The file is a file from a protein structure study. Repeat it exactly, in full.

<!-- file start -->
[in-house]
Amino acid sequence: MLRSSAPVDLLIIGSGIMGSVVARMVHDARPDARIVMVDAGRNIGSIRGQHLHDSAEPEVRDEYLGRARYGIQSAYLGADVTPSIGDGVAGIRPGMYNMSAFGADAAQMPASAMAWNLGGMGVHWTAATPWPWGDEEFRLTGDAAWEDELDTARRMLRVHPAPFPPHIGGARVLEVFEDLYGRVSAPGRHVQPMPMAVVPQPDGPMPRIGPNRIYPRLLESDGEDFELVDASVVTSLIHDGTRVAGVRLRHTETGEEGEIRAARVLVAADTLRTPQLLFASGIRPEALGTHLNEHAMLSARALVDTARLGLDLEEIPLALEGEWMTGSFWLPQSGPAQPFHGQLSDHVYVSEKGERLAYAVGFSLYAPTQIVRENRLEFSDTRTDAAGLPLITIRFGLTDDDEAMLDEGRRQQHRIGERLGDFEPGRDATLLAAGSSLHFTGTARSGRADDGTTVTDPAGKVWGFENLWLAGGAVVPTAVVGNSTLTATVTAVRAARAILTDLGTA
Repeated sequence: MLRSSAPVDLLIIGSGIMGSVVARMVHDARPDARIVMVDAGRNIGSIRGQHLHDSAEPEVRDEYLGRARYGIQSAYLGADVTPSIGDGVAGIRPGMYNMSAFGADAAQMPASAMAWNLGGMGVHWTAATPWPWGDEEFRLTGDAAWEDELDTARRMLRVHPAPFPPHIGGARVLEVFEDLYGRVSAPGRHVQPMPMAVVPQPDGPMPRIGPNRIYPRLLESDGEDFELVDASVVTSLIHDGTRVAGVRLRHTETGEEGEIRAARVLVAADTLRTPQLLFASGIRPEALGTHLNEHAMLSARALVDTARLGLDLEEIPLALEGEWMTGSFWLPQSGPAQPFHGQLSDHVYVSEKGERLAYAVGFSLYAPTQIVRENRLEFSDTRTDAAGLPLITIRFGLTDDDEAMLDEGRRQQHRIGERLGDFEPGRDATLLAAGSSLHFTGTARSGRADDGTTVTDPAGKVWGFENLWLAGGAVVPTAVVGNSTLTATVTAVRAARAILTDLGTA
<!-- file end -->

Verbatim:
[in-house]
Amino acid sequence: MLRSSAPVDLLIIGSGIMGSVVARMVHDARPDARIVMVDAGRNIGSIRGQHLHDSAEPEVRDEYLGRARYGIQSAYLGADVTPSIGDGVAGIRPGMYNMSAFGADAAQMPASAMAWNLGGMGVHWTAATPWPWGDEEFRLTGDAAWEDELDTARRMLRVHPAPFPPHIGGARVLEVFEDLYGRVSAPGRHVQPMPMAVVPQPDGPMPRIGPNRIYPRLLESDGEDFELVDASVVTSLIHDGTRVAGVRLRHTETGEEGEIRAARVLVAADTLRTPQLLFASGIRPEALGTHLNEHAMLSARALVDTARLGLDLEEIPLALEGEWMTGSFWLPQSGPAQPFHGQLSDHVYVSEKGERLAYAVGFSLYAPTQIVRENRLEFSDTRTDAAGLPLITIRFGLTDDDEAMLDEGRRQQHRIGERLGDFEPGRDATLLAAGSSLHFTGTARSGRADDGTTVTDPAGKVWGFENLWLAGGAVVPTAVVGNSTLTATVTAVRAARAILTDLGTA
Repeated sequence: MLRSSAPVDLLIIGSGIMGSVVARMVHDARPDARIVMVDAGRNIGSIRGQHLHDSAEPEVRDEYLGRARYGIQSAYLGADVTPSIGDGVAGIRPGMYNMSAFGADAAQMPASAMAWNLGGMGVHWTAATPWPWGDEEFRLTGDAAWEDELDTARRMLRVHPAPFPPHIGGARVLEVFEDLYGRVSAPGRHVQPMPMAVVPQPDGPMPRIGPNRIYPRLLESDGEDFELVDASVVTSLIHDGTRVAGVRLRHTETGEEGEIRAARVLVAADTLRTPQLLFASGIRPEALGTHLNEHAMLSARALVDTARLGLDLEEIPLALEGEWMTGSFWLPQSGPAQPFHGQLSDHVYVSEKGERLAYAVGFSLYAPTQIVRENRLEFSDTRTDAAGLPLITIRFGLTDDDEAMLDEGRRQQHRIGERLGDFEPGRDATLLAAGSSLHFTGTARSGRADDGTTVTDPAGKVWGFENLWLAGGAVVPTAVVGNSTLTATVTAVRAARAILTDLGTA